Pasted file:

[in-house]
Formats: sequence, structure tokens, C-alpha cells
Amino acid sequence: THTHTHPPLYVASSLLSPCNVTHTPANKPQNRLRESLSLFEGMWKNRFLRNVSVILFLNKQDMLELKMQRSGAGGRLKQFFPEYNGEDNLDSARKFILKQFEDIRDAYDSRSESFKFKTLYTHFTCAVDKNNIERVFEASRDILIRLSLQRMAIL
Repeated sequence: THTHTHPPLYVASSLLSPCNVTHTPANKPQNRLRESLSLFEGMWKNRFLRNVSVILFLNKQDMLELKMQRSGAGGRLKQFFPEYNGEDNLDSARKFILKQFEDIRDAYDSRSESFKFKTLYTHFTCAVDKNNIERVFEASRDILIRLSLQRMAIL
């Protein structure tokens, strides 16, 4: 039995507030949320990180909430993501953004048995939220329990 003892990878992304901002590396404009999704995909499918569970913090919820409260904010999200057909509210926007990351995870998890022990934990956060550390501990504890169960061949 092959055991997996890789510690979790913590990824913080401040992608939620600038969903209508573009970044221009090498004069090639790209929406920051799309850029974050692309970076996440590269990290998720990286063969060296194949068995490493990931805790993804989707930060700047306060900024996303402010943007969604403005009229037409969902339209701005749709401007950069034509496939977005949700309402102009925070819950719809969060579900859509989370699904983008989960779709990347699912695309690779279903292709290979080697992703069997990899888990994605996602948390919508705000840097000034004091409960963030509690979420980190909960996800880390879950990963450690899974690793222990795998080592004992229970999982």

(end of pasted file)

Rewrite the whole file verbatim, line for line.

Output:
[in-house]
Formats: sequence, structure tokens, C-alpha cells
Amino acid sequence: THTHTHPPLYVASSLLSPCNVTHTPANKPQNRLRESLSLFEGMWKNRFLRNVSVILFLNKQDMLELKMQRSGAGGRLKQFFPEYNGEDNLDSARKFILKQFEDIRDAYDSRSESFKFKTLYTHFTCAVDKNNIERVFEASRDILIRLSLQRMAIL
Repeated sequence: THTHTHPPLYVASSLLSPCNVTHTPANKPQNRLRESLSLFEGMWKNRFLRNVSVILFLNKQDMLELKMQRSGAGGRLKQFFPEYNGEDNLDSARKFILKQFEDIRDAYDSRSESFKFKTLYTHFTCAVDKNNIERVFEASRDILIRLSLQRMAIL
């Protein structure tokens, strides 16, 4: 039995507030949320990180909430993501953004048995939220329990 003892990878992304901002590396404009999704995909499918569970913090919820409260904010999200057909509210926007990351995870998890022990934990956060550390501990504890169960061949 092959055991997996890789510690979790913590990824913080401040992608939620600038969903209508573009970044221009090498004069090639790209929406920051799309850029974050692309970076996440590269990290998720990286063969060296194949068995490493990931805790993804989707930060700047306060900024996303402010943007969604403005009229037409969902339209701005749709401007950069034509496939977005949700309402102009925070819950719809969060579900859509989370699904983008989960779709990347699912695309690779279903292709290979080697992703069997990899888990994605996602948390919508705000840097000034004091409960963030509690979420980190909960996800880390879950990963450690899974690793222990795998080592004992229970999982």